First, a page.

My 6 year old lost her beloved paternal grandfather recently. And in her attempts to understand, we ran the entire gamut from the metaphysical to the practical. But first, she wanted “Who will buy me books now?” came a plaintive query the second evening. See, Dadu and R shared a love for books and knock knock jokes and learning cat language.
“Has he become a star now?” This is my fault. 3 years ago, when my mother lost her battle with cancer, in my grief I grasped for the abstract and explained to her about loved ones turning into undying stars.
With the affirmative, came more questions.
“Will he meet Ammuma?”
“But how will he find her? What if they are in different places?”
Yes, this was a problem. I hoped blind faith in her mama would be enough — “they will find each other, darling.” Er…
R wore a look of suspicion that was fast turning rebellious. R is never too sure that people won’t get lost if there’s no map or mama to show the way. A challenge, then. What would happen when they eventually meet? Ah time to enact out the scene of Dadu and Ammuma having tea (green tea and sugary milk tea respectively) and Dadu telling her about how R reads “20 books in a day,” her violin playing, and “will he tell her I have learnt cursive handwriting all by myself?” and the discussion devolved into utter fluff involving bone crunching hugs and “20 kisses for you, mama.”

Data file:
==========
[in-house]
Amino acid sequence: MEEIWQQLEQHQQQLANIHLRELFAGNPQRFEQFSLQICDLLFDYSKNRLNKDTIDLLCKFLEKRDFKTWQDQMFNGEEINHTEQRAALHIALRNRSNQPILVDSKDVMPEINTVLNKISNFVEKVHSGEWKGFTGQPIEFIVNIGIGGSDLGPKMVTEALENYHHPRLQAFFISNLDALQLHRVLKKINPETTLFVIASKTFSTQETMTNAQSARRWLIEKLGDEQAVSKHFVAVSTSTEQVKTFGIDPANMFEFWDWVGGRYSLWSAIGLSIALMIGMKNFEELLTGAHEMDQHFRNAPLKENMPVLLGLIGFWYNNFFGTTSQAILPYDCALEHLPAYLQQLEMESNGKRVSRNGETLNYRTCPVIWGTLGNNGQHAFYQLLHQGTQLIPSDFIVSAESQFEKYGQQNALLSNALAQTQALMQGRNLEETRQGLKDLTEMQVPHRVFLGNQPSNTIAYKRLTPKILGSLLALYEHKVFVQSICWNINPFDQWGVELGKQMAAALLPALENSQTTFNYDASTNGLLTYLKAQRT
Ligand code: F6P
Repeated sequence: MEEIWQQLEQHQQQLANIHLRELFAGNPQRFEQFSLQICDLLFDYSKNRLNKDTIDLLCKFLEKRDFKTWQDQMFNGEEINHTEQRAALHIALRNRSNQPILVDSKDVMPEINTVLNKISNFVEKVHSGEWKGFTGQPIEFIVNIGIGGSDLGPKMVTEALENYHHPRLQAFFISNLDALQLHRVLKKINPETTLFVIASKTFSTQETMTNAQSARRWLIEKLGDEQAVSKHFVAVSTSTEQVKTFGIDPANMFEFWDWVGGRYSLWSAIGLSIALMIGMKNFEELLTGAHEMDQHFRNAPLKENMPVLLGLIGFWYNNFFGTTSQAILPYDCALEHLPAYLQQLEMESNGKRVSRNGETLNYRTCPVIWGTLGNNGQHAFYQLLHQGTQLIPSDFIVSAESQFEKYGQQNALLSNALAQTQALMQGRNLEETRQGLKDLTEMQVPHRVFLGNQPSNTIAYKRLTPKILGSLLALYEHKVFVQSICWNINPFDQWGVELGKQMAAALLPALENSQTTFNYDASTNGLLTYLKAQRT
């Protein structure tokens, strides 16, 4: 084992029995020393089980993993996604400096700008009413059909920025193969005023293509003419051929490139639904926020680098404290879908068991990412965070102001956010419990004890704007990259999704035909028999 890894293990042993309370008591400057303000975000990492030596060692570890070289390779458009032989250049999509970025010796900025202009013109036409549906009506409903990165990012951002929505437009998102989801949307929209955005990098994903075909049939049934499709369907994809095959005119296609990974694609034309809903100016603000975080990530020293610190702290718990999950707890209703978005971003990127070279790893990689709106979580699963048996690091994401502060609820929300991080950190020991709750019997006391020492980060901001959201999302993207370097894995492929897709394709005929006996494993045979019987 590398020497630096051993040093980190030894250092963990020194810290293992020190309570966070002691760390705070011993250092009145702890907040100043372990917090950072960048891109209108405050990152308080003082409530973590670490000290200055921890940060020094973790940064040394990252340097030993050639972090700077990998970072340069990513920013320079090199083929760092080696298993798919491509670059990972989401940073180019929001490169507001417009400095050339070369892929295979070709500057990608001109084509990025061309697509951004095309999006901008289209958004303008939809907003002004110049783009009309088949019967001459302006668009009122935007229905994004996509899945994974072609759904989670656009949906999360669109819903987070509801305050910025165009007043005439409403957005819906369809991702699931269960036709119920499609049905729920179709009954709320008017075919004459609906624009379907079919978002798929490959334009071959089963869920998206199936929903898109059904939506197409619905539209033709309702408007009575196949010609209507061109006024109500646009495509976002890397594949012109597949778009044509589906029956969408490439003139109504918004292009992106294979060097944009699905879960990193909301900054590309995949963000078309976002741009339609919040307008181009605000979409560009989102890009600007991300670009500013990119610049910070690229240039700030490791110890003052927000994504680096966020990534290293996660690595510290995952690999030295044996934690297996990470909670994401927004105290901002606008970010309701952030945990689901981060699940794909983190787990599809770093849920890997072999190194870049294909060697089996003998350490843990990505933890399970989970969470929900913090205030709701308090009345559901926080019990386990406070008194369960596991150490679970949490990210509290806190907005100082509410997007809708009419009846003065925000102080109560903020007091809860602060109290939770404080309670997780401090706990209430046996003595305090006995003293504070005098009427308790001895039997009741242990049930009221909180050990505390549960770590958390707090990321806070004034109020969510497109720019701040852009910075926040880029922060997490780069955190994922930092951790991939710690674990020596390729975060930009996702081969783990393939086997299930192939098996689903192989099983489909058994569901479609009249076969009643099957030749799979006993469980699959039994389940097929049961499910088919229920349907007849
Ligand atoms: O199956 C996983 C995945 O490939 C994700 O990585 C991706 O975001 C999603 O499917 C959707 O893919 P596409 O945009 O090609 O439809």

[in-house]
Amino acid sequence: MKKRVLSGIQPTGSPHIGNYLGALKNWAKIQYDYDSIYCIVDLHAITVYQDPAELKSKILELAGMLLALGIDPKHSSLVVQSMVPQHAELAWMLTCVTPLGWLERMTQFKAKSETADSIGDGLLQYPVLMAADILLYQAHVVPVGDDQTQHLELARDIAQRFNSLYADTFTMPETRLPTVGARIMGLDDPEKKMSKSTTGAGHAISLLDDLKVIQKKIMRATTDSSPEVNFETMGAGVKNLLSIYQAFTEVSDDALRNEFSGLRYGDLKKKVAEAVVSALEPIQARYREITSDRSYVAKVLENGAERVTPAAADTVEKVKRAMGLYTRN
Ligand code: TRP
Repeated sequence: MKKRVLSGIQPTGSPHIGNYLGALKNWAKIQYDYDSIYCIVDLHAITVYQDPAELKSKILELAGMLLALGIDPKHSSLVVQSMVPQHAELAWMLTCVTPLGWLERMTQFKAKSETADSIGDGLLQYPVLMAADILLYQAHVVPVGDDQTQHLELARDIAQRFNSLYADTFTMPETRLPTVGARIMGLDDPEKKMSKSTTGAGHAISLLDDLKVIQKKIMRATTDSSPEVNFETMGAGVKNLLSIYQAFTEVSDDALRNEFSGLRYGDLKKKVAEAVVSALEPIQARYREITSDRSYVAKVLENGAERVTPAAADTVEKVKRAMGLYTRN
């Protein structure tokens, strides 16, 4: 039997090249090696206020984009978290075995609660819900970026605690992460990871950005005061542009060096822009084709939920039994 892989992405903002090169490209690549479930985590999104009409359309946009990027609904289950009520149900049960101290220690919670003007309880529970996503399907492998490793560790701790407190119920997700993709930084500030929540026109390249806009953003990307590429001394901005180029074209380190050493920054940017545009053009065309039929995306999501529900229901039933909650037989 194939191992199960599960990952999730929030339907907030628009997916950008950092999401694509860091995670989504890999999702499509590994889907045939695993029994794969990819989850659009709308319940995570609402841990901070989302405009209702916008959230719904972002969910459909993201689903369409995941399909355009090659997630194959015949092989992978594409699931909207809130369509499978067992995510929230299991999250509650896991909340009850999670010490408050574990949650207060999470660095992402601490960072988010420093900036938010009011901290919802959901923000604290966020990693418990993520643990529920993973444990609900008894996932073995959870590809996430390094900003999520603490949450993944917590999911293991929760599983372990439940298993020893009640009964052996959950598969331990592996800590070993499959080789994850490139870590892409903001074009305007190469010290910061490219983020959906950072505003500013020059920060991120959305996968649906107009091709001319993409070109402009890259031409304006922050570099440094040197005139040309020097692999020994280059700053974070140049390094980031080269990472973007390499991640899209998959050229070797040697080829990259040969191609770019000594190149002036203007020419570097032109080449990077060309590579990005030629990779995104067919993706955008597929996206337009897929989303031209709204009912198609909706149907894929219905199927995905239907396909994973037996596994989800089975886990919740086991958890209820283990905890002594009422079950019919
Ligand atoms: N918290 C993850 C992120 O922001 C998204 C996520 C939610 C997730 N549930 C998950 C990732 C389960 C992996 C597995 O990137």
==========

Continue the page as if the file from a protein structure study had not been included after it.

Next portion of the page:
I thanked the stars for a total of 1 day.
“Do stars eat?”
An absent minded “Yeah.”
“How? They don’t have mouths.” A crash course in the Sun and the planets. Mama you are so silly mama. Rambles about stars and energy and mass and how they exist and how they die too. She looks thoughtful, her mouth curved in a straight line.
The night after the final rites are over — “I hate seeing Dida being alone.”
Tree cracked and mountain cried
Cells grew up and rivers burst
Stars die, blinding skies…